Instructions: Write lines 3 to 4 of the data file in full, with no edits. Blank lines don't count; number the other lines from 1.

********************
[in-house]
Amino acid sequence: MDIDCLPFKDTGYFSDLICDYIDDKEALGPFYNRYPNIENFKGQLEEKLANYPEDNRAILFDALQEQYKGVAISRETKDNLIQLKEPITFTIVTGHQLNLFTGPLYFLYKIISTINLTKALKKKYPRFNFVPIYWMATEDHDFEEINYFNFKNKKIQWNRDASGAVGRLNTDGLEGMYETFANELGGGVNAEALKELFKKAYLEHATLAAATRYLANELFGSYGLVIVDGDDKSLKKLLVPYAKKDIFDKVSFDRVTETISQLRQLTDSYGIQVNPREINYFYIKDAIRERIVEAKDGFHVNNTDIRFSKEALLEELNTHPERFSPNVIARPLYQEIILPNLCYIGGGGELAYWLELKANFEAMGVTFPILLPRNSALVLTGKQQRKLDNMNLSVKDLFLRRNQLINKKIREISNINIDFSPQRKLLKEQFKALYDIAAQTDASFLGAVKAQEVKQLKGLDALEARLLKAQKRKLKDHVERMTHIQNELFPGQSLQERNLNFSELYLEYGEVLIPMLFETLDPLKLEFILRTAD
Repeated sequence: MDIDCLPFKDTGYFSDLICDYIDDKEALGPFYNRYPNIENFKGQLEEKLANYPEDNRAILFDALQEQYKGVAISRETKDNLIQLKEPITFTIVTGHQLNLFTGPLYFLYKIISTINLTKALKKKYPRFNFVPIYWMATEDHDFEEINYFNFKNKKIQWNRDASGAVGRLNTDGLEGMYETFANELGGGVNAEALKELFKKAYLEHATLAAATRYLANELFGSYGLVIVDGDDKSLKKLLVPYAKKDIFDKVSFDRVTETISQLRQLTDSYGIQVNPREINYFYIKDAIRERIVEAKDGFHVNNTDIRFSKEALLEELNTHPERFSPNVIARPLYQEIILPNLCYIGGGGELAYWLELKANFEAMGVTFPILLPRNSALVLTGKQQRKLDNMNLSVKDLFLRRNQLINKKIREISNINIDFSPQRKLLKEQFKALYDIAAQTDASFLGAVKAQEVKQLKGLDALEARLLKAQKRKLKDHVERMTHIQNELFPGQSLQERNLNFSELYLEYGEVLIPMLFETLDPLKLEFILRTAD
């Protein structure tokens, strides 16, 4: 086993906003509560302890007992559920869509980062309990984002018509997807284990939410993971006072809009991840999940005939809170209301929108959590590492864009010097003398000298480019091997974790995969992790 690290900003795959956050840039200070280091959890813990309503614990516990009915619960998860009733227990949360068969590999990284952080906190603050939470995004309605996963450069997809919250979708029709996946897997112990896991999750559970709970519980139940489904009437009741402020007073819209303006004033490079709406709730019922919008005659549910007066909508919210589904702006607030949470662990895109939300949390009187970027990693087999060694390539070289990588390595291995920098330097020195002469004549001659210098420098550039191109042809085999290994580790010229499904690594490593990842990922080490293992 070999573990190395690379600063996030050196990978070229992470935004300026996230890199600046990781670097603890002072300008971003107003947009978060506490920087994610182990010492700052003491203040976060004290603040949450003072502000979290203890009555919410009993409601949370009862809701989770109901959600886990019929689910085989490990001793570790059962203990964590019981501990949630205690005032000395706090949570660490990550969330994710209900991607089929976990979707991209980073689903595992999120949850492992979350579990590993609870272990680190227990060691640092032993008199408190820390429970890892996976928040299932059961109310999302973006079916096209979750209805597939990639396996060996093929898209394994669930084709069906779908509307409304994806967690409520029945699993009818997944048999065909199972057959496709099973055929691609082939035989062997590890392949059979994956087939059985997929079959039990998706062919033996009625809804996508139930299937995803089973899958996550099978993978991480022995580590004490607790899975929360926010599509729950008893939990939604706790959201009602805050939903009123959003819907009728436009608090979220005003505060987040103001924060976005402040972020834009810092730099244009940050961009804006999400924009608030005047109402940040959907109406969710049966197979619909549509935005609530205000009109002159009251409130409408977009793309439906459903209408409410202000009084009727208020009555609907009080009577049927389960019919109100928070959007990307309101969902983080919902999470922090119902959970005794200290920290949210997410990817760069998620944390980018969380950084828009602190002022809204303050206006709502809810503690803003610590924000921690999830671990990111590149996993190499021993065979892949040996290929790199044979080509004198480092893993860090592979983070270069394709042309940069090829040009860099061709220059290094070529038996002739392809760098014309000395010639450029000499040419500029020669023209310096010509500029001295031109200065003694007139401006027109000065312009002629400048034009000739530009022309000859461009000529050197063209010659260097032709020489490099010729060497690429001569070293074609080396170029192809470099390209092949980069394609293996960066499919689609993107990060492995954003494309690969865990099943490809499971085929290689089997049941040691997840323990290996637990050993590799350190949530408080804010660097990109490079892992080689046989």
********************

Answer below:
Repeated sequence: MDIDCLPFKDTGYFSDLICDYIDDKEALGPFYNRYPNIENFKGQLEEKLANYPEDNRAILFDALQEQYKGVAISRETKDNLIQLKEPITFTIVTGHQLNLFTGPLYFLYKIISTINLTKALKKKYPRFNFVPIYWMATEDHDFEEINYFNFKNKKIQWNRDASGAVGRLNTDGLEGMYETFANELGGGVNAEALKELFKKAYLEHATLAAATRYLANELFGSYGLVIVDGDDKSLKKLLVPYAKKDIFDKVSFDRVTETISQLRQLTDSYGIQVNPREINYFYIKDAIRERIVEAKDGFHVNNTDIRFSKEALLEELNTHPERFSPNVIARPLYQEIILPNLCYIGGGGELAYWLELKANFEAMGVTFPILLPRNSALVLTGKQQRKLDNMNLSVKDLFLRRNQLINKKIREISNINIDFSPQRKLLKEQFKALYDIAAQTDASFLGAVKAQEVKQLKGLDALEARLLKAQKRKLKDHVERMTHIQNELFPGQSLQERNLNFSELYLEYGEVLIPMLFETLDPLKLEFILRTAD
């Protein structure tokens, strides 16, 4: 086993906003509560302890007992559920869509980062309990984002018509997807284990939410993971006072809009991840999940005939809170209301929108959590590492864009010097003398000298480019091997974790995969992790 690290900003795959956050840039200070280091959890813990309503614990516990009915619960998860009733227990949360068969590999990284952080906190603050939470995004309605996963450069997809919250979708029709996946897997112990896991999750559970709970519980139940489904009437009741402020007073819209303006004033490079709406709730019922919008005659549910007066909508919210589904702006607030949470662990895109939300949390009187970027990693087999060694390539070289990588390595291995920098330097020195002469004549001659210098420098550039191109042809085999290994580790010229499904690594490593990842990922080490293992 070999573990190395690379600063996030050196990978070229992470935004300026996230890199600046990781670097603890002072300008971003107003947009978060506490920087994610182990010492700052003491203040976060004290603040949450003072502000979290203890009555919410009993409601949370009862809701989770109901959600886990019929689910085989490990001793570790059962203990964590019981501990949630205690005032000395706090949570660490990550969330994710209900991607089929976990979707991209980073689903595992999120949850492992979350579990590993609870272990680190227990060691640092032993008199408190820390429970890892996976928040299932059961109310999302973006079916096209979750209805597939990639396996060996093929898209394994669930084709069906779908509307409304994806967690409520029945699993009818997944048999065909199972057959496709099973055929691609082939035989062997590890392949059979994956087939059985997929079959039990998706062919033996009625809804996508139930299937995803089973899958996550099978993978991480022995580590004490607790899975929360926010599509729950008893939990939604706790959201009602805050939903009123959003819907009728436009608090979220005003505060987040103001924060976005402040972020834009810092730099244009940050961009804006999400924009608030005047109402940040959907109406969710049966197979619909549509935005609530205000009109002159009251409130409408977009793309439906459903209408409410202000009084009727208020009555609907009080009577049927389960019919109100928070959007990307309101969902983080919902999470922090119902959970005794200290920290949210997410990817760069998620944390980018969380950084828009602190002022809204303050206006709502809810503690803003610590924000921690999830671990990111590149996993190499021993065979892949040996290929790199044979080509004198480092893993860090592979983070270069394709042309940069090829040009860099061709220059290094070529038996002739392809760098014309000395010639450029000499040419500029020669023209310096010509500029001295031109200065003694007139401006027109000065312009002629400048034009000739530009022309000859461009000529050197063209010659260097032709020489490099010729060497690429001569070293074609080396170029192809470099390209092949980069394609293996960066499919689609993107990060492995954003494309690969865990099943490809499971085929290689089997049941040691997840323990290996637990050993590799350190949530408080804010660097990109490079892992080689046989």